This is one of Simak’s last novels, published just eight years before his death. Other than the length of the book the last half dozen were significantly longer than his earlier works, with the exception of Special Deliverance Simak’s style never changed. His two favorite tropes were a quest and first contact. This is a first contact-type story. In this story, Simak wanted to examine what mankind’s reactions would be to visitation by aliens. But he posed it a bit differently than others might have. The aliens are characterized as non-threatening, even gentle, but incomprehensible.
Jerry Conklin is a college student trying to get in a quick fly-fishing trip when the first alien monolith flattened his car. The next thing that happened was more frightening when he was unceremoniously snatched up and deposited inside the thing to be examined along with a fish, raccoon, rabbit and muskrat. And then, just as unceremoniously, thrown out again. Frank Norton is a newspaperman who left the big city to come to this little town and run his own weekly newspaper. He was the first reporter on the scene. He called a friend running a big-city newspaper who sent out Kathy, Jerry’s girlfriend, to report on the thing. Dave Porter is the President’s press secretary and privy to the concerns and fears of the government officials trying to decide both their role in this momentous event and their response to it.
With this mélange of characters, Simak set out to examine human reactions to an incomprehensible event. The only time a human got hurt was when an over-anxious resident of the little town took up his shotgun and shot at the thing. He was instantly obliterated. But Simak assures us all a bit later that the lethal response was autonomic in nature thereby instilling a certain amount of restraint and caution without inciting undue fear. He instills in both us and the characters a sympathetic response when it becomes apparent that the monoliths needed a world like Earth with our enormous forests to consume in order to make their offspring. He flatly says that their very racial existence may have been in jeopardy if they hadn’t found a planet like Earth. He even goes so far as to characterize the subsequent landings by hundreds more of the monoliths as thoughtful and considerate. They seemed to take care not to land on people and the ones who started eating cars and houses seemed to stop once they realized we didn’t much care for it.
Jerry and Kathy are the public they judge the Visitors based on their own perceptions. Jerry likens them to sentient trees, trees being his passion. Kathy wants to understand them and their motives and is willing to believe the best of them. Dave speaks for the people in authority. These are the people who always seem to believe that they are the only ones who can decide what is best for all of us. While it is true that our votes put them in that position, they do tend to protect their own interests and the governmental structure before considering what is really in the people’s best interest. While Jerry and Kathy are doing their own independent investigations into the Visitors’ intentions, the President and his advisors have a different set of priorities. When it is discovered that the Visitors are preparing gifts for us in payment for the trees, it is assumed the common people are thrilled but the government is terrified. The largesse is sure to decimate our economy, taking down our government in the process they assume. But Kathy argues that such a …. revolution… might be just what our stagnant society needs to advance beyond the need for resources that keep us in conflict all the time.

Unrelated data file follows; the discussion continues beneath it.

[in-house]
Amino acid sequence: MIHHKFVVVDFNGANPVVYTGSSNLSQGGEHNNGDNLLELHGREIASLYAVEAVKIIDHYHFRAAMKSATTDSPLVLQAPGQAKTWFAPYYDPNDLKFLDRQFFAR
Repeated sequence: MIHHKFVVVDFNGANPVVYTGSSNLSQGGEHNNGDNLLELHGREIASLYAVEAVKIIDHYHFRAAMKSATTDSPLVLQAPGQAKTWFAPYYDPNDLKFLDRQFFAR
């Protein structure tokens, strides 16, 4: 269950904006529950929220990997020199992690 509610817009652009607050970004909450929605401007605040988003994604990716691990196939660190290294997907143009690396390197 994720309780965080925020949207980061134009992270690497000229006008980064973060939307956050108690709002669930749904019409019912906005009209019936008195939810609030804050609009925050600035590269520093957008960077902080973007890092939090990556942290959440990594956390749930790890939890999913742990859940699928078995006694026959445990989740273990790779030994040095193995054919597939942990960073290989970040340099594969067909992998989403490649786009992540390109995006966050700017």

Simak enjoys discussing this from all sides and does not presume to tell us what the correct path should be. He does something different at the end of this book that I can’t recall seeing in any of his other stories. He puts in a shocking event and does not give us either an explanation or a resolution; leaving us to continue considering what else might happen.
I enjoyed it as much as most of his other stories although it does not particularly stand out for me. As a career journalist, he liked to put reporters in his stories and, as with many of his stories, he placed them in the Midwest; so, many of the elements of this story were quite familiar. The aliens were so little characterized as to be nothing more than a plot device. The plot was, quite simply, an examination of human nature and response to an incomprehensible event. ~~ Catherine Book
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